Mendoza—18th century prize fighter who turned boxing into an art
PUBLISHED: 21:24 05 September 2008 | UPDATED: 13:36 05 October 2010
A MEMORIAL has finally been erected this week to mark the life of a boy from London's East End who rose to take the boxing world by storm—more than 200 years ago. Daniel Mendoza developed the art of scientific boxing' which knocked out the brute force of prize fighting in his day. A bronze plaque was unveiled in his honour on the 172nd anniversary of his death on September 3 by a boxing hero of the 20th century—Henry Cooper. The plaque is at the site of the former Mile End Jewish cemetery, now part of a college campus, where Mendoza was buried in 1836
ABOVE: The bronze plaque to Daniel Mendoza, 1764-1836
BELOW: Sir Henry Cooper chats with artist Louise Soloway who created the bronze memorial and (inset) a contemporary drawing of Mendoza
A MEMORIAL has finally been erected this week to mark the life of a boy from London’s East End who rose to take the boxing world by storm—more than 200 years ago.
Daniel Mendoza was a tough fighter who developed the art of scientific boxing’ which knocked out the brute force of prize fighting in his day.
A bronze plaque was unveiled in his honour at Mile End on the 172nd anniversary of his death last Wednesday by a boxing hero of the 20th century—Henry Cooper, ex-British, European and Commonwealth heavyweight champ.
The plaque is at the site of the former Mile End Jewish cemetery, now part of the Queen Mary college campus, where Daniel Mendoza was buried in 1836.
His is an incredible story of an East End kid who went from rags to riches through the boxing ring and ended up with a king’s patronage.
He lived in a terraced dwelling in Bethnal Green’s Paradise Row. A blue plaque can be seen today on the front of the second house down from Bethnal Green Road.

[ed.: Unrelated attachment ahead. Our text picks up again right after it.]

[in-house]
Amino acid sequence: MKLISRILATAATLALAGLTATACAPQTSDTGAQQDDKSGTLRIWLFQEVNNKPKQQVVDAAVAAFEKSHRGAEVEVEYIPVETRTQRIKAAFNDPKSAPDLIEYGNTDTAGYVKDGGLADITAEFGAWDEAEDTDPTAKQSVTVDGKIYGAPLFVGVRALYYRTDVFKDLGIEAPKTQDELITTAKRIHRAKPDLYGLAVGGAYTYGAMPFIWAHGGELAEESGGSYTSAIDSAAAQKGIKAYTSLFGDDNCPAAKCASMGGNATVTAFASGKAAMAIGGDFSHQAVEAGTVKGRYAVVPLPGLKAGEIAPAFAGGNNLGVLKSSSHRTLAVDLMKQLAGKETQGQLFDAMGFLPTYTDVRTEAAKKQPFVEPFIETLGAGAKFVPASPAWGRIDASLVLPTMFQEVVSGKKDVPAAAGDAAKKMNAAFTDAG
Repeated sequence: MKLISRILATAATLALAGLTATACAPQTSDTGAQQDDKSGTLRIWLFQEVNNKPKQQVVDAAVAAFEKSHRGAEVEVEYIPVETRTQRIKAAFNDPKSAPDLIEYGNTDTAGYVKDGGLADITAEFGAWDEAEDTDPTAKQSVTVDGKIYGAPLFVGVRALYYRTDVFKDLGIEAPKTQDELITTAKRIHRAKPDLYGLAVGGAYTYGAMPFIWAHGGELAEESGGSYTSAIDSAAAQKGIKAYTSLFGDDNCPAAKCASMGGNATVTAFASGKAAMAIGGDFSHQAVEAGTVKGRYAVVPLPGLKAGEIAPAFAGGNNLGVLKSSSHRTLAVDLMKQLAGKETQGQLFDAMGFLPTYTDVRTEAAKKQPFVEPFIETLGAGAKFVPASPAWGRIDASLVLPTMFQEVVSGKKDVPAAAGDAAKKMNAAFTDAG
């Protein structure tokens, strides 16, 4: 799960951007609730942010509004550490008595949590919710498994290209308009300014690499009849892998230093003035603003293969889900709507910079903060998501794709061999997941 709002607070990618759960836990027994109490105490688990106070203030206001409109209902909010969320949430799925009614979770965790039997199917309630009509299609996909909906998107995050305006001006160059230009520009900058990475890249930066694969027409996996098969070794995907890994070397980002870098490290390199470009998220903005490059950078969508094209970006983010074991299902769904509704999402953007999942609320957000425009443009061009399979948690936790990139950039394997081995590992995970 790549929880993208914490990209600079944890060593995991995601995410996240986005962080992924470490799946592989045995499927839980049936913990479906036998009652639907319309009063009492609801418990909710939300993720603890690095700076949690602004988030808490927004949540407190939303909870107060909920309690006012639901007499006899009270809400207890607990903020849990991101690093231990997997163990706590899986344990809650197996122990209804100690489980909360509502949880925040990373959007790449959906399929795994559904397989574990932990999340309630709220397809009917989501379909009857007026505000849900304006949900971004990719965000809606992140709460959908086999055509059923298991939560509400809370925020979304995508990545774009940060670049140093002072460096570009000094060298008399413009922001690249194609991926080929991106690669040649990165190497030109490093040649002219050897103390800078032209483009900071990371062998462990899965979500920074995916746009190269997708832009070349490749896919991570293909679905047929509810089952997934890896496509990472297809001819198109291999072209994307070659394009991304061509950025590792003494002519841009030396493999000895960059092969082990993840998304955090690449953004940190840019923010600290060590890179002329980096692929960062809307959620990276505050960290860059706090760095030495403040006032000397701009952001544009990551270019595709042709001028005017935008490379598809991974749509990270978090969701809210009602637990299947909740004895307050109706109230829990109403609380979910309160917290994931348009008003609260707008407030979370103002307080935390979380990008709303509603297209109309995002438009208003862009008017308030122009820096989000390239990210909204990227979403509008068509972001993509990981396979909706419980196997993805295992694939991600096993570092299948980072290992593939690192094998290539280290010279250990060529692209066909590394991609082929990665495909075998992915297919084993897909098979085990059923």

Daniel Mendoza was born in Aldgate on July 5, 1764, the son of a poor Sephardic Jewish family, and left school at 13 to work for a tea dealer.
But he turned to professional boxing after winning a fist-fight with a porter who insulted his employer.
He was taken under the wing of gentleman boxer’ Richard Humphreys who made boxing acceptable to the gentry, and introduced to people of influence—which led to his meteoric rise to fame in the closing decades of the 18th century.
Mendoza was strong, although weighing only 11 stone and generally much lighter than his opponents.
This led him to develop defensive’ moves with the ultimate aim of dodging punches and winning a match without being hit.
He originated the defensive’ concept—sidestepping, guarding’ and the straight left, techniques that became known as scientific boxing’ in an age when prize fighting meant standing face to face with your opponent with each throwing a punch in turn.
His revolutionary technique became known as the Mendoza School’ or Jewish School’ of boxing.
Mendoza’s first recorded prizefight was a knockout of Harry the Coalheaver in 1790, whom he dispatched in 40 rounds.
This attracted the attention of the Prince of Wales—later King George IV—who became his patron.
He was the first boxer to have royal patronage and the first Jew in England to meet the King, at a time when Jews suffered restrictions in public life. It helped change attitudes toward Jews in English society.
He proudly billed himself as Mendoza the Jew’ and became such a popular figure that songs were written about him. Newspapers of the day reported one of his bouts in 1789 ahead of news about the storming of the Bastille which started the French Revolution.
Mendoza laid claim to the English boxing title in 1791 when the prevailing champion Benjamin Brain retired. He beat off challenger Bill Warr twice, first in 23 rounds in 1792 and again two years later—this time in 15 minutes.
But Mendoza sought other income after 1795 and returned to his East End roots as landlord of the Admiral Nelson pub in Whitechapel.
He turned down several offers for rematches and wrote a letter in 1807 to The Times saying he was devoting himself chiefly to teaching the art.
Nevertheless, the lure of boxing ring was strong. He made his last public appearance as a boxer in 1820 in a grudge match against Tom Owen—but lost after 12 rounds.
Mendoza made and spent a fortune in his life, but ended up in debtors’ prison and died at 72 on September 3, 1836, leaving his wife and 11 children penniless.
Today he is remembered with the blue plaque in Paradise Row and now the bronze plaque at Queen Mary college after the Jewish East End Celebration Society invited Sir Henry Cooper—Our Enery—to unveil it.
His descendants include radio presenter Mike Mendoza and the late actor Peter Sellers—prints of the boxer can be seen on the wall of Inspector Clouseau’s office in Sellers’ Pink Panther films.